As a Canadian bookworm, I really should have gotten to Margaret Atwood years ago. I’ve been a naughty reader, but I’ve now made the first step towards redemption.
I’d been eyeing this audiobook for quite a while now, and it’s been long enough since watching any Homeland that I thought I could listen to Claire Danes narrate this without my mind drifting to Carrie Mathison’s awful life choices or Mandy Patinkin’s beard. I’m happy I picked up this version, because her narration was terrific.
I know why there is no glass, in front of the watercolor picture of blue irises, and why the window opens only partly and why the glass in it is shatter-proof. It isn’t running away they’re afraid of. We wouldn’t get far. It’s those other escapes, the ones you can open in yourself, given a cutting edge.
This novel is a look into a dystopian future where the United States government has been overthrown by Christian fundamentalists and women have been stripped of their rights and dignity. They were cut off from their bank accounts and their jobs, and they exist only to serve men and birth children. They wear robes and cover their faces, they avoid eye contact and interaction with men, they are no longer permitted to read or write, and they live in perpetual fear. Opposing any of this is seen as blasphemy.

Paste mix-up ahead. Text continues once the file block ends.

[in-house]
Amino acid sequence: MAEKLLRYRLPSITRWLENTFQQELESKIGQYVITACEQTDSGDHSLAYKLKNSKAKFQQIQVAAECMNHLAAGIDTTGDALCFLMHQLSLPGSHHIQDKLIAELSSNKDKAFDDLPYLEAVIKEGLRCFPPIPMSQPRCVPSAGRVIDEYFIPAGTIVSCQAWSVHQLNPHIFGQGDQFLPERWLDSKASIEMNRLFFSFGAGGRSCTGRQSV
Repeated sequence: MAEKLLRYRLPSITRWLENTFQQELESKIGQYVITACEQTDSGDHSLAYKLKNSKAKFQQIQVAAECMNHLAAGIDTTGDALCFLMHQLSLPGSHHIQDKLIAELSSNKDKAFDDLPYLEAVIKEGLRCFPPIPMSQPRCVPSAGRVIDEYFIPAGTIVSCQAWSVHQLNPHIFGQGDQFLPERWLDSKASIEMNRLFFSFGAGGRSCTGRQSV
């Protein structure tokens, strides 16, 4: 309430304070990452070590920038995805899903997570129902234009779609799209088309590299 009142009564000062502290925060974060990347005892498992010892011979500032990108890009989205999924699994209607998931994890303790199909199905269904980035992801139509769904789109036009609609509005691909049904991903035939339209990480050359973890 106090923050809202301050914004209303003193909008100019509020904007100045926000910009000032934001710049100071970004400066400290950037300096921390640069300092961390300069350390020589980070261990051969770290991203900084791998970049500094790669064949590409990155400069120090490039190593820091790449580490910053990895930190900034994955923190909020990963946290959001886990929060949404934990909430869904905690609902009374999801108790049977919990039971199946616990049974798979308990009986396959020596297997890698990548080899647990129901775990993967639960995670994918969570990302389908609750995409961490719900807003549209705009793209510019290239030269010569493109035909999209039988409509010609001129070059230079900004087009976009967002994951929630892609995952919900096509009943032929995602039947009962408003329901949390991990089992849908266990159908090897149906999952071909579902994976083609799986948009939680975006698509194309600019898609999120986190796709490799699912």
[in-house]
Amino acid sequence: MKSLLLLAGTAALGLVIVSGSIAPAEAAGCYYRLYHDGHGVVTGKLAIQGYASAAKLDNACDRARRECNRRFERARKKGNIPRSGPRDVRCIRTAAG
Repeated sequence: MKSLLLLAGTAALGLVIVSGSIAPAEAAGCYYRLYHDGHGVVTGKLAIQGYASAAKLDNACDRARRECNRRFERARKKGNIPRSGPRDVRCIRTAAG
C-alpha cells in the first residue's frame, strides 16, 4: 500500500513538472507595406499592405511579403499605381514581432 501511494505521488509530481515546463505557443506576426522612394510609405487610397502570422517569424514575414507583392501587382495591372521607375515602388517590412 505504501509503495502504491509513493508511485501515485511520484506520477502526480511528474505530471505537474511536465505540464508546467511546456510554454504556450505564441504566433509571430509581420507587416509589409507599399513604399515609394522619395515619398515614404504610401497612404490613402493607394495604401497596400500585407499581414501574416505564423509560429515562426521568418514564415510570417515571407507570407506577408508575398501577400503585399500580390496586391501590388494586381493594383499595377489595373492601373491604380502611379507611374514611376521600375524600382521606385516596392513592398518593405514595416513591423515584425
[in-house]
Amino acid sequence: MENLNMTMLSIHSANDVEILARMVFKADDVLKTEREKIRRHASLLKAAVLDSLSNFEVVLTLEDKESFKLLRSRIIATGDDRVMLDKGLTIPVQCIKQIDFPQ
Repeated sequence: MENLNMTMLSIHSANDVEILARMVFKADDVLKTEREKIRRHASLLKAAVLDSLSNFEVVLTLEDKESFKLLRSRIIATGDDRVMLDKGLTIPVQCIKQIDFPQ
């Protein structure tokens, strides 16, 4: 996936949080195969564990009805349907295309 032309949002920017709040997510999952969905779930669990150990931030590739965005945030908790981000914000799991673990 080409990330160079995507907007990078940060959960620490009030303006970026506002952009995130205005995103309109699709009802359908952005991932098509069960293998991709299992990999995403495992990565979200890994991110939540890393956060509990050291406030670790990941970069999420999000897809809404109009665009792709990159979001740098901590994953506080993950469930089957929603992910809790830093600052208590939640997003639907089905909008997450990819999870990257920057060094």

We follow Offred (as in, belonging to Fred) as she performs her duties of being a handmaid, which is a surrogate for the child of a commander if his wife is unable to have children. Her worth is decided purely on her ability to provide a child, so every month she prays that it happens. Her old life, and her journey to this stage, is shown in flashbacks throughout the story.
What struck me while reading this was how possible it all felt, that it was so outlandish but at the same time never felt like an impossibility. I realized after finishing that this is exactly how Malala described the actions of the Taliban when they moved in to occupy Pakistan – take a highly pious community, use their religion and fear to manipulate them, and keep them uneducated.
I wait. I compose myself. My self is a thing I must now compose, as one composes a speech. What I must present is a made thing, not something born.
I really loved this. Atwood spends a lot of time gradually explaining the state of this world. As much time, if not more, as she spends telling Offred’s story, but I was still completely transfixed. She did such a great job of setting a solemn tone and placing the reader in this desperate atmosphere, and it was so easy to get absorbed in the writing. In a less capable writer’s hands, the pace of the novel would be an issue, but I found this to be a pleasure to read.
I’m quite excited to read more from Atwood. I love how she plays with the language, yet is still very direct and meaningful in what she writes. I own a selection of shorts by her, Good Bones and Simple Murders, so I’ll likely start with that.